Categories
Tutorials Vectorworks

Vectorworks Project Sharing Etiquette

A Project File is like a shared community garden. The time and attention put into caring for it will help the team flourish and make the file a pleasant experience to work in.

It’s all too easy for a project file to get out of hand. The result is a drawing that’s painfully slow to navigate through and takes forever to commit changes. It makes you want to pull your hair out trying to figure out what layers and classes to turn on and off.

Here are some tips to review and share with your team to ensure that Project Sharing remains the efficient tool it was intended to be.


Use Folders in Resource Browser

There’s bound to be a ton of resources in your shared file with multiple vendors contributing. If you’re the designated ‘owner’ or manager of the project file, start the project off on the right foot by creating some empty folders in the resource browser to lead the way.

Also set yourself a little reminder to spend a few minutes once a week to poke around in there, clean up any stragglers, and make sure things aren’t getting out of hand.

 

Avoid Duplicate Symbols

When you bring in a symbol into Vectorworks, you’ll get a pop-up notification if there is already a duplicate resource in the file with the same name. Instead of importing anyway but with a new name, take a second to confirm whether or not the existing symbol is the same object or not. If so, use the symbol that’s already in the project.

Even if it looks like the same object, don’t override it with yours. Why? Because the existing symbol, with its particular classes and loci, has already been incorporated into the shared file. It’s been used in ways that you weren’t a part of. If you bring in a symbol with different classes, loci, or other unexpected variations, you could create a real mess in both the design and sheet layers.

Now, I completely understand why you would be tempted to import a duplicate of the symbol and simply re-name it, but then you end up having 5 of the same exact hotel chair. And if and when some brave soul attempts to go in and clean up/merge these duplicate symbols it might not be possible for the reason mentioned above. Unless these symbols are an absolute match, they cannot be so easily replaced project-wide. It all hinges on that precious little pop-up window.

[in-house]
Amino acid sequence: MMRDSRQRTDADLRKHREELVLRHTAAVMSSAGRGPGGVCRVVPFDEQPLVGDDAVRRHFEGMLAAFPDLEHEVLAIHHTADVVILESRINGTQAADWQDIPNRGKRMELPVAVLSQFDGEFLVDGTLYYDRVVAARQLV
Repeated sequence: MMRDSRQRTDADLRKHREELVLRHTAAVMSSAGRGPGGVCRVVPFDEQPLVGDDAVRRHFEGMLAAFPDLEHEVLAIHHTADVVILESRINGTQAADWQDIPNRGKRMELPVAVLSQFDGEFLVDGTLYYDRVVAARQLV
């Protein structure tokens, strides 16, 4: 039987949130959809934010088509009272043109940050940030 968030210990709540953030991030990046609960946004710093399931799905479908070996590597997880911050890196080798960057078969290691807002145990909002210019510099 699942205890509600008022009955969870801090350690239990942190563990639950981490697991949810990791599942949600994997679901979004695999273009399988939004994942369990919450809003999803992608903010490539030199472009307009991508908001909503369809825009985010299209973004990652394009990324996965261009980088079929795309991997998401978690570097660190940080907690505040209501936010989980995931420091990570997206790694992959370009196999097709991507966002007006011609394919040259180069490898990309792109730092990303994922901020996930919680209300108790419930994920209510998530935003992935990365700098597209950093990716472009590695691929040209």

Follow the Existing Org Structure

I know there’s some debate about the proper use of classes vs. layers in a Vectorworks file. Don’t be stubborn and chart your own course despite the existence of a clear org structure in the project file.

If there is no existing structure, by all means, do the team a solid and let that organizational freak flag fly. It can’t hurt to communicate with your team to confirm your approach makes sense to them.

In general, even if you don’t totally 100% understand or follow the existing structure, at the very least use some sort of delineating class or layer to keep your items separate. If you use a general class like ‘0’ or ‘None’, you’re likely creating extra work for your teammates. In this case, if someone wants the ability to turn only your objects on or off, they will have to manually reclass them.

Track Your Changes

Even the smallest change can be extremely impactful to other vendors. It’s so important to record what you’ve changed whenever you’re committing changes.

Also, remember to version up any sheet layer changes in case other people have been publishing sheets without your direct knowledge.

 

Release ASAP

We’ve all forgotten to release only to be reminded by someone from the team. It’s totally human to forget and it happens all the time. It’s for this reason I recommend implementing some sort of chat option for the project sharing team, like gchat or slack, to ensure that any release requests can be resolved asap. Also, be sure that your dropbox has finished syncing before you go to close your laptop or shut down for the day.

 

Keep it Optimized

In general, aim to keep your contributions to the file optimized. If you notice the file starts to slow down after you’ve been in it, backtrack to see what you’ve added. Is it a crazy high poly 3d object? Or maybe it’s a complex 2d venue that has a lot of unnecessary layers and classes visible. Can you convert your audience of 3d chairs into hybrid objects? Do your part to keep the file running smoothly for the team.

 

Don’t ‘Borrow’ Symbols

It’s generally not cool to take resources/ symbols from the shared project without asking for use in other projects or with other teams. Resources may be a reflection of a given company, and they may have paid to acquire them, either by purchasing them directly or hiring someone to make them. Additionally, resources can be an extension of the company brand.

It’s a small world in the events industry. If you ‘borrow’ someone’s symbols or titleblock style, chances are your cover will be blown when evidence eventually finds itself back in the hands of the original owner. Instead, be inspired by the resources of others to create your own, unique versions.

I hope these tips help you and your team rock your next project sharing endeavor! Follow me on Linkedin for more Vectorworks tips & tricks.

 

Featured image icon made by Becris from flaticon.com

You May Also be Interested In...